GOP women criticize their own party for not actually wanting to elect more women


The Republican Party is so sexist that GOP women wish their party would act more like Democrats.

There are more women who have credibly accused Trump of sexual assault or harassment (22) than Republican women who are serving in the House of Representatives (13). No wonder GOP women are dismayed at the lack of support they receive from party leadership, as the New York Times reported Tuesday.

"We are so welcomed in the background to help volunteer, to help spread information, but when it comes time for a woman to really step up into the spotlight, I almost feel like it's crickets,” Elana Doyle, a 26-year-old Republican contemplating a run for office, told the Times. "I admire that about the Democrats, how they embrace women and they put them on a pedestal and they say, 'We need you.'"

Democrats don't put women on a pedestal, but they do seem much more willing to treat women as equals who are capable of both running for office and being in leadership. And they recognize that actively recruiting and supporting women candidates helps overcome the structural barriers many women face to running for office.

After the 2018 midterms, the number of Democratic women in the House skyrocketed while the number of Republican women plummeted from 23 to a mere 13. While Republican leadership is dominated by men, Democrats elected Nancy Pelosi as Speaker of the House, and 10 additional women are in leadership roles. Further, five women are chairs of committees, including Rep. Nita Lowey (D-NY) as chair of the powerful Appropriations Committee.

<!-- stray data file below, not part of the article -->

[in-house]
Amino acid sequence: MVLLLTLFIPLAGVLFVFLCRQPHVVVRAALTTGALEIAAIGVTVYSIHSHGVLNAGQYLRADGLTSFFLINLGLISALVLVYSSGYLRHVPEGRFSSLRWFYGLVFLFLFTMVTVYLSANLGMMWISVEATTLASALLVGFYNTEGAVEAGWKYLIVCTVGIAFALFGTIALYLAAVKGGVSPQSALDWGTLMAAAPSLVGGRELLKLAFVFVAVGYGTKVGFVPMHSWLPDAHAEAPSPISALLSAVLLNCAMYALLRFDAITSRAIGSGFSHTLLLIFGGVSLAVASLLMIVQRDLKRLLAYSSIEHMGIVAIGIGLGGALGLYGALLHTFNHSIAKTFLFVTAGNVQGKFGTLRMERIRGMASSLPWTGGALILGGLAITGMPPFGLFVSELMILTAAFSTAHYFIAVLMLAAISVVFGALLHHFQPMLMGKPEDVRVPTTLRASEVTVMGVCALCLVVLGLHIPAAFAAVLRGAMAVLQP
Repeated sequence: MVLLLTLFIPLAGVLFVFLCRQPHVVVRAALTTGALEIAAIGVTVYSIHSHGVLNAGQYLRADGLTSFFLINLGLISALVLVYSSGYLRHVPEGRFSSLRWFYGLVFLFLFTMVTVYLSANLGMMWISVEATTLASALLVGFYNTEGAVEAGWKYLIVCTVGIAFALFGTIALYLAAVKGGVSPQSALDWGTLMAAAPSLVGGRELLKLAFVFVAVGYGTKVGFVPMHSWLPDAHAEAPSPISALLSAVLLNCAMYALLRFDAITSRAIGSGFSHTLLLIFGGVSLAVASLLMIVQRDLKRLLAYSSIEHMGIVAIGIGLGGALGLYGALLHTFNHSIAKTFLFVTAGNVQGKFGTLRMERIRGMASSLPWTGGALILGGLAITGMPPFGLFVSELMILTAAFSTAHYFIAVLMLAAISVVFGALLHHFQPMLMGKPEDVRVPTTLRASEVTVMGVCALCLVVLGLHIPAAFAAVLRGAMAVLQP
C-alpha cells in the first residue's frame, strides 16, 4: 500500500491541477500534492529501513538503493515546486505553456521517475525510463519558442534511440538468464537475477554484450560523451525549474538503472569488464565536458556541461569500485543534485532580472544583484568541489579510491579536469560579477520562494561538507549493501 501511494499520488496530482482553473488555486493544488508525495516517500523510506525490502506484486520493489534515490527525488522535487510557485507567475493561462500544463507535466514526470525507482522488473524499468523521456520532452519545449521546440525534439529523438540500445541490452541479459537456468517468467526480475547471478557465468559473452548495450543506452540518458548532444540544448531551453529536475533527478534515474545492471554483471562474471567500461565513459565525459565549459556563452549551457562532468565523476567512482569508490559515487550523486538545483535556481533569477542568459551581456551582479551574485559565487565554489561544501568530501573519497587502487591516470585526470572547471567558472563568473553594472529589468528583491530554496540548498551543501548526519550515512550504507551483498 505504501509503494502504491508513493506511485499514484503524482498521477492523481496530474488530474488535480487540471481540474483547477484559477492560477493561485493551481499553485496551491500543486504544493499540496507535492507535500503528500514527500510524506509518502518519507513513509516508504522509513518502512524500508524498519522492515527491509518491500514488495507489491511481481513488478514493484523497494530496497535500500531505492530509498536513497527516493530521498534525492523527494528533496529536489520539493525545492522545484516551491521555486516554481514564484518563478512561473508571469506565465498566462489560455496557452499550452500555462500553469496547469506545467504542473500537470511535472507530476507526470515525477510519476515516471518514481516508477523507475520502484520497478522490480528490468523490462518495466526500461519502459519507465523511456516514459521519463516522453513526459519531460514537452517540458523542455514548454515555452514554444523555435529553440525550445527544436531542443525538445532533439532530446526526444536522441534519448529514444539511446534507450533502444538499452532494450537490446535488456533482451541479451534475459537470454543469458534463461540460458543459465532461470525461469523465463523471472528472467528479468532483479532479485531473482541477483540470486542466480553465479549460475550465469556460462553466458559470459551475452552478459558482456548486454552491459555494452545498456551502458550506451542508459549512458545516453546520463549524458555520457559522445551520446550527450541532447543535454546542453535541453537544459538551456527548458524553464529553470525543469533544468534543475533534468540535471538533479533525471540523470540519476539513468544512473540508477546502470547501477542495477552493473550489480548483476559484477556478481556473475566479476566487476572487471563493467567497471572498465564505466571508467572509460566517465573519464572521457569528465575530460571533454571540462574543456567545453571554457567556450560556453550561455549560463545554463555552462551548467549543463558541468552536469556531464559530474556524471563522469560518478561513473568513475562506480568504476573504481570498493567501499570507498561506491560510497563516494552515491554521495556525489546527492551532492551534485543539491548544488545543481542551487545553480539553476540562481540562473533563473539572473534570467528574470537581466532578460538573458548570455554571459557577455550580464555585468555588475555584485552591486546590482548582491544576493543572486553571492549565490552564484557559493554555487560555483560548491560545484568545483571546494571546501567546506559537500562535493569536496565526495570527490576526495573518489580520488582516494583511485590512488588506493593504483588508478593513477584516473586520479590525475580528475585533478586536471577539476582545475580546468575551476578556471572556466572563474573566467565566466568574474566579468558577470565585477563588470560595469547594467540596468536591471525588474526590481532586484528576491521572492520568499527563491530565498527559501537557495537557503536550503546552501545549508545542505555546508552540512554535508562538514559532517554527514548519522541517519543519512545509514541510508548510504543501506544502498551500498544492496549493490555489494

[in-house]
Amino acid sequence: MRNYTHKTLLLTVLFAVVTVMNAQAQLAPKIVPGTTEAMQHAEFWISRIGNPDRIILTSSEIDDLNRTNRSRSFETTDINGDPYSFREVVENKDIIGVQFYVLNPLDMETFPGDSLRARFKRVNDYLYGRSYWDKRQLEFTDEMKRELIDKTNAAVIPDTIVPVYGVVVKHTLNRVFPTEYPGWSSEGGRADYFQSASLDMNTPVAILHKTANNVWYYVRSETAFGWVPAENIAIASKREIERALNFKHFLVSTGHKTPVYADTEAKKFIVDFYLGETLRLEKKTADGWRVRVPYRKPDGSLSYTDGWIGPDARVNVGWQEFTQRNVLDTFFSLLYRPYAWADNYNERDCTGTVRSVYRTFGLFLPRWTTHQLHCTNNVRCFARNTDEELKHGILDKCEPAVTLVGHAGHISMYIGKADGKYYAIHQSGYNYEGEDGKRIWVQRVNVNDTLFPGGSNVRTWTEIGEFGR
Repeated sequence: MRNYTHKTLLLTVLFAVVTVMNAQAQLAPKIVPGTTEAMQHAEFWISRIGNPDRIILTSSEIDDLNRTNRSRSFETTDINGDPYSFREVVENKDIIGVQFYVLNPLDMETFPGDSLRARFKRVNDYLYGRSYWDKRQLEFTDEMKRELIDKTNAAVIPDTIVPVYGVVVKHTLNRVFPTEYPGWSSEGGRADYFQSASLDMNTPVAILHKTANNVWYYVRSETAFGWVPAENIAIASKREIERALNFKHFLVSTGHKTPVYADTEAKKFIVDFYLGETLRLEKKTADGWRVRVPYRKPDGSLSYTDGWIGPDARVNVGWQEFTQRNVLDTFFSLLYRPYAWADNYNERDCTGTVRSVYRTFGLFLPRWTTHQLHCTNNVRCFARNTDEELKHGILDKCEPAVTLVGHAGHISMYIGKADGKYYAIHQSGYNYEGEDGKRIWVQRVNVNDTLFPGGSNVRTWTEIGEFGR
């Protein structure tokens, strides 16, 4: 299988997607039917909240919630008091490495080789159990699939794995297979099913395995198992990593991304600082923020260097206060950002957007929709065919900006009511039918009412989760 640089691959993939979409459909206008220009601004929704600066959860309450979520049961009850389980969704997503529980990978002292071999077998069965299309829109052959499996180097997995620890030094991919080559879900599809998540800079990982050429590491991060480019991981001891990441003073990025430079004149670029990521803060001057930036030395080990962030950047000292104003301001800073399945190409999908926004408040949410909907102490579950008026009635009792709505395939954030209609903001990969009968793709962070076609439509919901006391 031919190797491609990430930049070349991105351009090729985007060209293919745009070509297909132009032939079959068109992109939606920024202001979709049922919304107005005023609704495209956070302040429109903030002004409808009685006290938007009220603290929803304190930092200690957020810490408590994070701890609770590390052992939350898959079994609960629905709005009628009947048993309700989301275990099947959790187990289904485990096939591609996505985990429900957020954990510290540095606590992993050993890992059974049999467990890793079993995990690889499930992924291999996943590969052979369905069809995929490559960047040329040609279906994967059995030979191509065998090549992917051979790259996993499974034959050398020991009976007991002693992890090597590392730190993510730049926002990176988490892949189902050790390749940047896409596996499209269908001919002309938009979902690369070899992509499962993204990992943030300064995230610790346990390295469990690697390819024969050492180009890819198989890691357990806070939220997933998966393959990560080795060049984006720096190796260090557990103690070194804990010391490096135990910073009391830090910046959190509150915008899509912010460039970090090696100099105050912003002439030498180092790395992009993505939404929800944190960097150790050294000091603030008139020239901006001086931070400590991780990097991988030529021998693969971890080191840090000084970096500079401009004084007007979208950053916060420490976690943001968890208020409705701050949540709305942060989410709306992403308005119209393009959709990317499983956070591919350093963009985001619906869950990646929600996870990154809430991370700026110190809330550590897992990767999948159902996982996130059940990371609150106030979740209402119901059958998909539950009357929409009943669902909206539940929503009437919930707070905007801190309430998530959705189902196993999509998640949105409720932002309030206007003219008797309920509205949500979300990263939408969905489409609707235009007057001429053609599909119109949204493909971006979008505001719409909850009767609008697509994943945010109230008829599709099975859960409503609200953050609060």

Republican women who are running for office told the Times that Democrats do a much better job supporting women in primaries. Democratic organizations "blanket all the [primary] races with money because they don't know who's going to rise to the top, and they want to make sure that an up-and-coming talent doesn't die on the vine for lack of money," said Ruth Papazian, a Republican challenging Representative Alexandria Ocasio-Cortez (D-NY). "Republicans don't do that."

The Times pointed out that EMILY's List, a liberal organization focused on electing pro-choice women, spent $100 million in 2018 alone. In contrast, a conservative organization focused on electing women has spent just $6.5 million over the past 20 years.

Republican women face more challenges than simply lack of funding.

First off, women generally are not supportive of Trump, who bragged about sexually assaulting women and who has been accused by almost two dozen women of crimes ranging from sexual harassment to rape.

Beyond Trump, the Republican Party is hostile to policies benefiting women's rights. When the Violence Against Women Act came up for a vote in April, 157 Republicans in the House voted against it. Majority Leader Mitch McConnell won't even bring the bill up for a vote in the Senate.

The man in charge of leading Republican efforts to retake the House in 2020, Rep. Tom Emmer (R-MN), said it was a "mistake" for the party to focus on electing more women. The Republican in charge of recruiting more women to run in 2020, Rep. Susan Brooks (R-IN), decided to retire rather than run for office herself.

After seeing organizations like EMILY's List spend years cultivating women leaders across the country, Republican women want their party to act more like Democrats. The party should be "reflective of everybody in this country," Kara Webster, a Republican who is thinking about running for office in New Jersey, told the Times. At the moment, 90% of Republicans in the House are white men.

As long as Republicans continue to embrace Trump and Republican leaders brush off efforts to invest in women, Webster may be waiting a long, long time for her wish to come true.

Published with permission of The American Independent Foundation.